Q: I am a female investment banker at Goldman Sachs. Although I have been generating more revenue than my male colleagues and doing a better job than most of them, they are getting more pay, receive better bonuses and are promoted. What can I do?
Our Sex Discrimination Attorneys at Villanueva and Sanchala have been following gender discrimination lawsuits on Wall Street for many years going to back to the outrageous days of Boom Boom Room at Smith Barney and well before. Like you, many women working on Wall Street have been victims of gender discrimination. In fact, just recently, three former female employees filed a complaint against Goldman Sachs (“Goldman”) alleging gender discrimination. The women are seeking class status on behalf of all former and current female managing directors, vice presidents, and associates over the past 6 years.
The complaint alleges that Goldman pays its female employees less at all levels compared to males with the same positions and similar job duties. It also alleges discrimination in promotions, business opportunities, as well as uneven distribution of benefits favoring male employees. The female employees have also alleged that Goldman gives its managers discretion to assign responsibilities, accounts and supervise associates. Since a great majority of the managers are males, this ends up disproportionately benefiting the males.
Plaintiff, H. Christine Chen-Oster, who became a vice-president, was bringing in more revenue than her male colleague but he was paid 50% more than her. To add insult to injury, another male colleague groped her after an outing at a New York City topless bar. After she complained of the incident, she was further penalized while he was promoted. Plaintiff, Shanna Ortich, who has a combined a JD/MBA from Columbia University, has alleged that she was assigned clerical work and a senior analyst asked her to set up his blackberry and to answer calls from his wife.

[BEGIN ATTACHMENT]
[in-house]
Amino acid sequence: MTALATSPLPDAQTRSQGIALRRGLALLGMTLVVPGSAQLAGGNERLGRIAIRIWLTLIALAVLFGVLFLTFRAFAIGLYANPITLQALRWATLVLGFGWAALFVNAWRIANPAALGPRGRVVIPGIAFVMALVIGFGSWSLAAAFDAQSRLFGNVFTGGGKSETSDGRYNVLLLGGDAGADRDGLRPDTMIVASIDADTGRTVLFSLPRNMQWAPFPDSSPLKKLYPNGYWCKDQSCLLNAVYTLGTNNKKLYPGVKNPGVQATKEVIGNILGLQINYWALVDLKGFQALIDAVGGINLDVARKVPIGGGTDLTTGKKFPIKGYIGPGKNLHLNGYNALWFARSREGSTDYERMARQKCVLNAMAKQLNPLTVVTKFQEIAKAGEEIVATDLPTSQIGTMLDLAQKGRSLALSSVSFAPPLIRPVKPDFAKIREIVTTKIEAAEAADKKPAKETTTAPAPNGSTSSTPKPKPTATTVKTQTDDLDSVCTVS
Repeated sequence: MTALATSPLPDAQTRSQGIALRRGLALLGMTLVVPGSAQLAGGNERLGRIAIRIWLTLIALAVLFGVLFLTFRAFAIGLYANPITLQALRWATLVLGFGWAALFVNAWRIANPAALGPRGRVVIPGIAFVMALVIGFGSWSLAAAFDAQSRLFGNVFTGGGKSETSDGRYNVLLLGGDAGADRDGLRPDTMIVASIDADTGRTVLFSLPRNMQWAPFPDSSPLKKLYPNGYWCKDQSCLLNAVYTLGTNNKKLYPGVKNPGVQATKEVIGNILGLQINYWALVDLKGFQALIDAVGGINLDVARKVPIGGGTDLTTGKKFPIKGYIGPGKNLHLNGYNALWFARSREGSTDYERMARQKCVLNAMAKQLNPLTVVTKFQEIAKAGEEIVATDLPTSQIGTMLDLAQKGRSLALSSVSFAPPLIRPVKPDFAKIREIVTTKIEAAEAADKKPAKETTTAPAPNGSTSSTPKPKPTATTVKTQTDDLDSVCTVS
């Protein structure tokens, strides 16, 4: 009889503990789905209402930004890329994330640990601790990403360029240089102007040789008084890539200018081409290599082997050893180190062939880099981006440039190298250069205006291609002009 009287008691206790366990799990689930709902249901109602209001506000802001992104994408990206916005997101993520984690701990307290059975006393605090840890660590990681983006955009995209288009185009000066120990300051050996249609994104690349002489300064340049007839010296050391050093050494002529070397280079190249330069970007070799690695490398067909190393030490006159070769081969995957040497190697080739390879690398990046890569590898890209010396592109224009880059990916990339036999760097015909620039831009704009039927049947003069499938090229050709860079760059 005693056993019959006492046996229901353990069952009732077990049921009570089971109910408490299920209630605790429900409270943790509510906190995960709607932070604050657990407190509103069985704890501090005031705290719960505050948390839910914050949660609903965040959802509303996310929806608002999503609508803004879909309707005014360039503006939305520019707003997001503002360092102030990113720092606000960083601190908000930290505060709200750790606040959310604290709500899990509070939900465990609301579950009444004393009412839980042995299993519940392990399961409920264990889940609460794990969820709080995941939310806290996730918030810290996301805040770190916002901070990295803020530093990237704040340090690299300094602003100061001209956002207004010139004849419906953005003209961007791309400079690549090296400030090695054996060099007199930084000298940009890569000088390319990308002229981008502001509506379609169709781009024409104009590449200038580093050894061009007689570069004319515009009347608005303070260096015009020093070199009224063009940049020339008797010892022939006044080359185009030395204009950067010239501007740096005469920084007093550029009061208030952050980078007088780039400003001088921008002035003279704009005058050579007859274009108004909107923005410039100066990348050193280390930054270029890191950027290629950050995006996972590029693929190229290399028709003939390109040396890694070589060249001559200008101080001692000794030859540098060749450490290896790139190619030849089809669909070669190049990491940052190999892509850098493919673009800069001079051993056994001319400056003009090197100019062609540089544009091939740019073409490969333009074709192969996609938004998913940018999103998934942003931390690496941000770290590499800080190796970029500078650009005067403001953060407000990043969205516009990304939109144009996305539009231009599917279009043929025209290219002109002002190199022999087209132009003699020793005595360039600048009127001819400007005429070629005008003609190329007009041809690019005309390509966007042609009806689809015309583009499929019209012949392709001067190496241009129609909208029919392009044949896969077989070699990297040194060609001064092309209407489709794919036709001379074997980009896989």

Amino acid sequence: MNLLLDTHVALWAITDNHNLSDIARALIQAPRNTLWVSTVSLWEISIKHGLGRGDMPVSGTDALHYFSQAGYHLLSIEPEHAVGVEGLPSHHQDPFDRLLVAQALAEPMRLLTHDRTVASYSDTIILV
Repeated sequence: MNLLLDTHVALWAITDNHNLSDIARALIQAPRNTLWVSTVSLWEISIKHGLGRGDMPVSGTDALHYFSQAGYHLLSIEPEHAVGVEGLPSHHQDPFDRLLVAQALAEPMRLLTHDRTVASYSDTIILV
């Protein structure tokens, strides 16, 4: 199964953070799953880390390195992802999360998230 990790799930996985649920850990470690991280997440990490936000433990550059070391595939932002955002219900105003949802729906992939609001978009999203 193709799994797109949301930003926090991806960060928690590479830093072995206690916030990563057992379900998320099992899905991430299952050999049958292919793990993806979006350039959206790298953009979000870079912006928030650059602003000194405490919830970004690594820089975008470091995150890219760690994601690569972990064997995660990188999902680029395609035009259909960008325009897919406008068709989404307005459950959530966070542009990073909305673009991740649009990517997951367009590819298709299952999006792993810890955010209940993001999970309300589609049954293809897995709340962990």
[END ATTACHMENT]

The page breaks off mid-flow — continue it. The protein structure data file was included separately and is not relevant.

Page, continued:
Goldman is one of the largest global investment banking, securities and investment management firms. In 2009, its revenue totaled $45 billion. A Goldman representative has responded that the lawsuit is without merit and that “People are critical to our business, and we make extraordinary efforts to recruit, develop and retain outstanding women professionals.” However, according to Goldman’s own data, only 29% of its vice-president’s are females, 17% are managing directors, and only 14% are partners.
Goldman is not the only Wall Street firm to be accused of gender discrimination in the past decade. In fact, Morgan Stanley, Smith Barney, and Bank of America Merrill Lynch, among others, have also been accused of discrimination against its female employees. In 2004, Morgan Stanley settled two gender discrimination suits, in 2004 and 2007, for over $100 million. Even with all the lawsuits and millions in settlements, very little has changed regarding the treatment of women on Wall Street. This pattern of overlooking women and promoting and paying males more is part of the Wall Street culture. It is very important that you document any type of discriminatory conduct towards you. If you are a female working at a Wall Street financial company or any company, and feel that you have been discriminated against because of your gender, call our experienced New York, New Jersey and Connecticut Gender Discrimination Attorneys at (800) 893-9645 to discuss your possible case and help you protect your workplace rights.
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